The former Arizona State University criminologist added: “She was extremely kind to me. She was also, what I would say, the epitome of class.”

On his final day with the former first lady, Franklin posed for a picture with Reagan and expressed his gratitude.

“She responded and thanked me as well. It was a very personal moment, a quiet moment, a brief moment. One that I’ll never forget.”

Reagan died on Sunday at the age of 94.

Weekend Series on Crime History: The Story of the Ronald Reagan Shooting

Reagan Shooter John Hinckley Behaving Well

John Hinckley Jr. -abc news photo

By Allan Lengel

John Hinckley, the man who shot President Ronald Reagan in 1981, has been behaving well.

The Associated Press reports that he’s behaved well in the past year when leaving his home, a psychiatric hospital in Washington, to visit his mother in nearby Virginia.

AP reported that Secret Service agents trailed Hinckley on more than 35 days during 2012 when he visited his mother’s home in Williamsburg, Va.

To read more click here.

FBI Searches Home of Former Reagan Aide Robert McFarlane for Evidence of Sudanese Relationship

Steve Neavling 

FBI agents searched the apartment of a national security adviser under former President Reagan on suspicions that he violated federal law by lobbying on behalf of the Sudanese government, according to an Associated Press story in the Washington Post.

Agents searching the apartment of Robert McFarlane found classified White House documents and handwritten notes about Sudan, the Post reported. The search warrant was filed in U.S. District Court in Washington.

Federal law bars Americans from doing business with Sudan because of human rights violations and its alleged support for terrorism, the Post wrote.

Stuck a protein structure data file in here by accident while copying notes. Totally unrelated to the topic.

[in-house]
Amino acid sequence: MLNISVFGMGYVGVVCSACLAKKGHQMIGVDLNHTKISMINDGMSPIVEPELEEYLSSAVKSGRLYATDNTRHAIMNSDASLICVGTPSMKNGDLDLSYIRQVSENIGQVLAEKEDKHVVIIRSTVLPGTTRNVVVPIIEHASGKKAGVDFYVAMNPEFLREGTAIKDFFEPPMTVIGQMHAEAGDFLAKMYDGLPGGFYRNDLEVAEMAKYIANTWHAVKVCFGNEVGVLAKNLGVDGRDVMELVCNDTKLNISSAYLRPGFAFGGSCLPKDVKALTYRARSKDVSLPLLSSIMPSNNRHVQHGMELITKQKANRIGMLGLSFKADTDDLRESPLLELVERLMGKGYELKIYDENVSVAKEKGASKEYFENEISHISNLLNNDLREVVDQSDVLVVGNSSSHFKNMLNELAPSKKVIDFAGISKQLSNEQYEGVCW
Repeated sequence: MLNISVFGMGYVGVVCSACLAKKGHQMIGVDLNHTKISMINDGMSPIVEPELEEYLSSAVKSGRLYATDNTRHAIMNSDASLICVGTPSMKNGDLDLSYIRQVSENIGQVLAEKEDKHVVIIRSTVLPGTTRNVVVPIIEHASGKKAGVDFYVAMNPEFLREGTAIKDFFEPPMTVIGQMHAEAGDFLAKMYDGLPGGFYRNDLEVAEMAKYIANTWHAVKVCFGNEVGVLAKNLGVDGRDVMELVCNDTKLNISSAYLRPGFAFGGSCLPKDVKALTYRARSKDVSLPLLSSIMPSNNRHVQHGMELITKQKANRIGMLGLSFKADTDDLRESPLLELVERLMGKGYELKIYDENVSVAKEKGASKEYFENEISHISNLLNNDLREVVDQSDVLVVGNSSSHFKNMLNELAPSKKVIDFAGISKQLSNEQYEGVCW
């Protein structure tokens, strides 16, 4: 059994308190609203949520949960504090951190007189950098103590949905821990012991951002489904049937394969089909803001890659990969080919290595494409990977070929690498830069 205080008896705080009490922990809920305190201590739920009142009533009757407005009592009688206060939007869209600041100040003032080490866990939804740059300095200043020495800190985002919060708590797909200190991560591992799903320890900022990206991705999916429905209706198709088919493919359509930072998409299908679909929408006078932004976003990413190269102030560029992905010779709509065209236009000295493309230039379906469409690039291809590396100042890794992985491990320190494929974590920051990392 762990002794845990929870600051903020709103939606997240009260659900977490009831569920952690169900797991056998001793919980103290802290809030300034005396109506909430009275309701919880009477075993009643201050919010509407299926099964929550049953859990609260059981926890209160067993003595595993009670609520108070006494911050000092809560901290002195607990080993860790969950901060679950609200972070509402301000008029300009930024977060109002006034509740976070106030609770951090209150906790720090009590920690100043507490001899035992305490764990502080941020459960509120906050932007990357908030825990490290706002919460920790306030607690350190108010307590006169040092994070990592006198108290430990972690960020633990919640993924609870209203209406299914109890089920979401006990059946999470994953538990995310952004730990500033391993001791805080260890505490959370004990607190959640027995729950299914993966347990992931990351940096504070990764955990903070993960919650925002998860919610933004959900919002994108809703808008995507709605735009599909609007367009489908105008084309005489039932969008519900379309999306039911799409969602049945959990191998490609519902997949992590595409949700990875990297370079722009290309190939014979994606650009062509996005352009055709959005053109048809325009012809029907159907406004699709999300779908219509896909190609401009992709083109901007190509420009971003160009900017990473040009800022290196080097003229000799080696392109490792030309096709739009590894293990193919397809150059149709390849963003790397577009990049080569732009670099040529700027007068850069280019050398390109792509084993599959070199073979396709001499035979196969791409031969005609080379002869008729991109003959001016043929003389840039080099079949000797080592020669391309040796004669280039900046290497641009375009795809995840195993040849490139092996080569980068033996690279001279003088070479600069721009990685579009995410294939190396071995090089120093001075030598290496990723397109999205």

Email obtained by the FBI show communication between McFarlane and the Sudanese government

“I believe that these emails are evidence that McFarlane was entering into an agreement with the government of Sudan to lobby the U.S. government officials on behalf of Sudan and to provide it advice during negotiations with the United States,” FBI agent Grayden R. Ridd wrote, according to AP.

Journalist Awarded Nearly $500,000 for FBI’s Failure to Turn Over Public Records

 Steve Neavling

Journalist and author Seth Rosenfeld spent a lot of time and money digging up FBI records since the mid-1980s, the San Francisco Chronicle reports.

The FBI’s refusal to turn over records turned out to be costly after a judge ruled last week that the bureau owed Rosenfeld nearly a half million dollars in attorney fees for violating the Freedom of Information Act in 1990 and 2007.

Rosenfeld, a tough critic of the bureau, was seeking records on the FBI’s covert operations at the University of California Berkeley and its odd relationship with President Ronald Reagan.

Rosenfeld recently published his book, “Subversives: The FBI’s War on Student Radicals and Reagan’s Rise to Power.”

The FBI said it had planned to turn over the information but was slow in doing so, the Chronicle reported.


Would-Be Reagan Assassin John Hinckley No Longer a Threat?

John Hinckley Jr. -abc news photo

By Danny Fenster

The man who tried to assassinate president Ronald Reagan “would not pose a significant risk” if given more freedom from the mental hospital he resides at, a forensic psychologist testified Tuesday in federal court in D.C.

The psychologist, Paul Montalbano. testified during the 11th day of proceedings which sought to determine how much time John Hinckley Jr.–the would-be assassin–can spend visiting his mother in Virginia and whether he might eventually be released as an outpatient permanently, CNN reports.

After the 1981 shootings of President Ronald Reagan, press secretary James Brady, Secret Service agent Timothy McCarthy and D.C. cop Thomas Delahanty, Hinckley was found guilty by reason of insanity.

To read more click here.